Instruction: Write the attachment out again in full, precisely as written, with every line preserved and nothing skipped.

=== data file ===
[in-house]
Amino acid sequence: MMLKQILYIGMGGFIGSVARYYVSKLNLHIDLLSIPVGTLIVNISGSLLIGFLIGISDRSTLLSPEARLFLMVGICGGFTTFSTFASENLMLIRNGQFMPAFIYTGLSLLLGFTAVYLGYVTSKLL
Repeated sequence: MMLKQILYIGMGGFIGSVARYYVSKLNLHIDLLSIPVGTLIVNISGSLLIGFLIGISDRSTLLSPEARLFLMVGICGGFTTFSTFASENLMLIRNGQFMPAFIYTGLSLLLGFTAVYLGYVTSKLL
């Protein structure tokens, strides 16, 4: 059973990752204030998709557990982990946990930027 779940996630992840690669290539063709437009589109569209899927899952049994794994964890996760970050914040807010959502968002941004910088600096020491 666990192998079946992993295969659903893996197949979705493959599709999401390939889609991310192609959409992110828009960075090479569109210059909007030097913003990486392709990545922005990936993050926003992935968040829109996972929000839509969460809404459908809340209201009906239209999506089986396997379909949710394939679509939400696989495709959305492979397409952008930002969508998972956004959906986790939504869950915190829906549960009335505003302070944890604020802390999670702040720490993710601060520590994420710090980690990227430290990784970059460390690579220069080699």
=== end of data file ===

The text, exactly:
[in-house]
Amino acid sequence: MMLKQILYIGMGGFIGSVARYYVSKLNLHIDLLSIPVGTLIVNISGSLLIGFLIGISDRSTLLSPEARLFLMVGICGGFTTFSTFASENLMLIRNGQFMPAFIYTGLSLLLGFTAVYLGYVTSKLL
Repeated sequence: MMLKQILYIGMGGFIGSVARYYVSKLNLHIDLLSIPVGTLIVNISGSLLIGFLIGISDRSTLLSPEARLFLMVGICGGFTTFSTFASENLMLIRNGQFMPAFIYTGLSLLLGFTAVYLGYVTSKLL
């Protein structure tokens, strides 16, 4: 059973990752204030998709557990982990946990930027 779940996630992840690669290539063709437009589109569209899927899952049994794994964890996760970050914040807010959502968002941004910088600096020491 666990192998079946992993295969659903893996197949979705493959599709999401390939889609991310192609959409992110828009960075090479569109210059909007030097913003990486392709990545922005990936993050926003992935968040829109996972929000839509969460809404459908809340209201009906239209999506089986396997379909949710394939679509939400696989495709959305492979397409952008930002969508998972956004959906986790939504869950915190829906549960009335505003302070944890604020802390999670702040720490993710601060520590994420710090980690990227430290990784970059460390690579220069080699």